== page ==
Also Under Attack: Pregnant Women’s Rights

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Photo: Tom Grill/Getty Images

Any law that gives rights to fetuses takes away rights from the women who carry them. This appears to be obvious to voters when "personhood amendment" ballot initiatives are overwhelmingly voted down. But a weekend New York Times op-ed made it terrifyingly clear that it’s already happening, anyway. Across the country, fetal homicide laws meant to protect pregnant women from domestic abuse and other third-party attacks (homicide is a leading cause of death among pregnant women) have been used to prosecute women for their miscarriages, or force them to undergo unwanted cesareans.

The most high-profile case is probably Bei Bei Shuai, a Chinese immigrant in Indiana who was imprisoned for more than a year on charges of feticide after she attempted suicide by eating rat poison after her boyfriend abandoned her when she was eight months pregnant. (The charges were later dropped, and she plead guilty to misdemeanor criminal recklessness.) But the Times offers many more. Looking out for the fetus’s right to life, a Washington, D.C., judge ordered a sick 27-year-old woman to undergo a cesarean, which killed her and the fetus. In Iowa, a pregnant woman was arrested for attempted fetal homicide because she fell down a flight of stairs. In Utah, a woman was arrested for fetal homicide after she gave birth to twins and one was stillborn. In other states, women are alleged to have murdered or “chemically endangered” a fetus with alcohol or drugs. A few years ago, a Georgia legislator proposed to make women prove their miscarriages occurred naturally.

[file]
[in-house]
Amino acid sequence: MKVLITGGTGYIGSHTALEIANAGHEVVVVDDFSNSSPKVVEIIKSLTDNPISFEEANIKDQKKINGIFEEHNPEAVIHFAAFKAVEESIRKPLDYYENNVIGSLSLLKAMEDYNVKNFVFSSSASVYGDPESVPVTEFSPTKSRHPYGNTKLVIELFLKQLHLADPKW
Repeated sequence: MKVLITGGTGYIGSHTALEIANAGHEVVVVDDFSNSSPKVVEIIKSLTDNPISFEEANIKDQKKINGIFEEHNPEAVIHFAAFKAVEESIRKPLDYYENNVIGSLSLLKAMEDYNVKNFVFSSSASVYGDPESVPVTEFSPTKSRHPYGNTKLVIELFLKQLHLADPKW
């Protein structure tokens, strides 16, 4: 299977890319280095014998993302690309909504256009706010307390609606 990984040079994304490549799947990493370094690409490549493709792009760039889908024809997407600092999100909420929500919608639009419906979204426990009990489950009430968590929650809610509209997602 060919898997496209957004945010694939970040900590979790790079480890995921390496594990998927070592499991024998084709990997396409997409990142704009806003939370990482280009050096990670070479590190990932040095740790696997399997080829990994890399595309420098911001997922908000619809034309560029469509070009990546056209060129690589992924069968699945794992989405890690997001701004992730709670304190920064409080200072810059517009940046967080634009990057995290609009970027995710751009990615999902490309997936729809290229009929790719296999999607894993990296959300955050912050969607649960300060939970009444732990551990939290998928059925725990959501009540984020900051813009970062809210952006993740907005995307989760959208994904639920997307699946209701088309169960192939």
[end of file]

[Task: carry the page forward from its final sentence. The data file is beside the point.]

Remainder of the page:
“These are not isolated or rare cases,” National Advocates for Pregnant Women executives Lynn M. Paltrow and Jeanne Flavin wrote. The NAPW documented 413 arrests or “equivalent actions depriving pregnant women of their physical liberty” between Roe v. Wade and 2005, and another 380 since then. “In a majority of these cases," they wrote, "women who had no intention of ending a pregnancy went to term and gave birth to a healthy baby.” So next time your legislator advocates for fetal personhood, feel free to ask him what he’s doing for pregnant women’s personhood.